Tuesday, August 23, 2005

Why it's good to read the instructions, part II

This time I needed to take my own advice. I sewed the collar pieces together perfectly, with nice points and beautiful top stitching. And then when I was attaching the collar piece to the collar stand with 1 cm seam allowances I realized my error. This pattern uses 1/4 inch seam allowances. $*&#(~! Yes, the difference is only about 1/8 inch but this adds up and the result is that the collar would sit back from the front edge of the shirt by a bit more than it's supposed to. Would anyone notice? Would it bother me? Could I salvage another collar out of the remaining scraps of fabric? I don't know that anyone would notice, but yes, it would bother me and yes, I could squeeze another collar out of the scraps. Barely. I have just enough for one collar piece. I can seam the other collar piece that goes underneath and unless we return to the 80's fashion of wearing our polo shirt collars up (blech!) then I'm ok.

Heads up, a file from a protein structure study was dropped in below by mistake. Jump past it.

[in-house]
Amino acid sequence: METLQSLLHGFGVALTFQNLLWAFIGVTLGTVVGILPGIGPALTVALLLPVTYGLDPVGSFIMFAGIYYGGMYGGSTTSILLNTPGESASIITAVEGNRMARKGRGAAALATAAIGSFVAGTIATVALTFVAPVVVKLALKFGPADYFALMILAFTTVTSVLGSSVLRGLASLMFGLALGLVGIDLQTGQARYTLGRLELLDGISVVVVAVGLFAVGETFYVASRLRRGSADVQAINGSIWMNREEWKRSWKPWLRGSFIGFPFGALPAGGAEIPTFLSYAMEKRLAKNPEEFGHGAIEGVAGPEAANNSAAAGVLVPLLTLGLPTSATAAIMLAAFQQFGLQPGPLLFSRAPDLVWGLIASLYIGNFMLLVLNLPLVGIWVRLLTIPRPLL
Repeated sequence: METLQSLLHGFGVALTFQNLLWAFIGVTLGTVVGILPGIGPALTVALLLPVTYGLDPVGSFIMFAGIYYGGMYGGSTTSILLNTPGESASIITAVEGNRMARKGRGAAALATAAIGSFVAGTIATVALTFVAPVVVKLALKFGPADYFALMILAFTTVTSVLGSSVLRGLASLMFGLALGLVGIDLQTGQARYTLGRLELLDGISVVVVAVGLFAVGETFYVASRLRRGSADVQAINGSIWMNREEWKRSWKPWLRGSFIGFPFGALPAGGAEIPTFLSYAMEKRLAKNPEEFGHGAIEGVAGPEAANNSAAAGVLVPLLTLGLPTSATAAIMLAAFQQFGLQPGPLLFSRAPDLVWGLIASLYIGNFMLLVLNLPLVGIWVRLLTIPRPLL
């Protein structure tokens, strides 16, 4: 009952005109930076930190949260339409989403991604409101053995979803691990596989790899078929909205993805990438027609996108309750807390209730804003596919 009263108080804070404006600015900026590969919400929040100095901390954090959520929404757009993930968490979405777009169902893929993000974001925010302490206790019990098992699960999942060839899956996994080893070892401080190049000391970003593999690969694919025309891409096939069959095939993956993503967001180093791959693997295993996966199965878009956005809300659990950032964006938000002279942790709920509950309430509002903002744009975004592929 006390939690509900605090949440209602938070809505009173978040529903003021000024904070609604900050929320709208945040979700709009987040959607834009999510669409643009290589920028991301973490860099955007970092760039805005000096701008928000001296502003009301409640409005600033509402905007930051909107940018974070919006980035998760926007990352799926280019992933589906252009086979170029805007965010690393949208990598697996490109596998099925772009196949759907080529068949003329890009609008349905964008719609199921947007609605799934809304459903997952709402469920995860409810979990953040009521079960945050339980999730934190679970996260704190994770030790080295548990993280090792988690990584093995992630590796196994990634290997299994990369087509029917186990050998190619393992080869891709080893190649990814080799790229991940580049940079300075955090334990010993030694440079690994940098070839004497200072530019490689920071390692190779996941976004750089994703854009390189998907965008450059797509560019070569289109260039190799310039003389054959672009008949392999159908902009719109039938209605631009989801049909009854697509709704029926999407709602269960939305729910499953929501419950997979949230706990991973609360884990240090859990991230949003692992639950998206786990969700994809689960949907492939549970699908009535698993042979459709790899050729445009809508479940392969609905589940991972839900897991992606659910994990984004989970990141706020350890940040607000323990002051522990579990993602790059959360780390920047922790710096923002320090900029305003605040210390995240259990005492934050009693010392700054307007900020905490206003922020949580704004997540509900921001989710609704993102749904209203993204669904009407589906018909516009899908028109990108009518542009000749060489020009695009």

Other than the collar fiasco, the shirt is coming along. I didn't push and finish it before the BABES get together (obviously) but I did get enough done so that I could bring it along and get opinions on the fit. The shirt fits OK, but I had weird gathers on either side, right under my arms. Thankfully, Georgene, our ever helpful expert with loads of experience in patternmaking, was on hand to help. She realized right away that I had too much fabric under the arm and needed to take it up at the shoulder seams. I certainly did not see that and would have not figured it out on my own. But I'll have to remember that for next time because it's not bad enough to try to redo. I also enlisted Georgene's help with the New Look blouse but I received an F for not having put the sleeves in my muslin. Lesson learned - you need the sleeves in order to get the fit correct. She did say that I was pretty close with the rest of the fit and thought that the vertical drag lines I had in my sleeveless muslin would probably go away once the sleeves were in. Perhaps after I finish the Jalie shirt I'll turn my attention back to this blouse.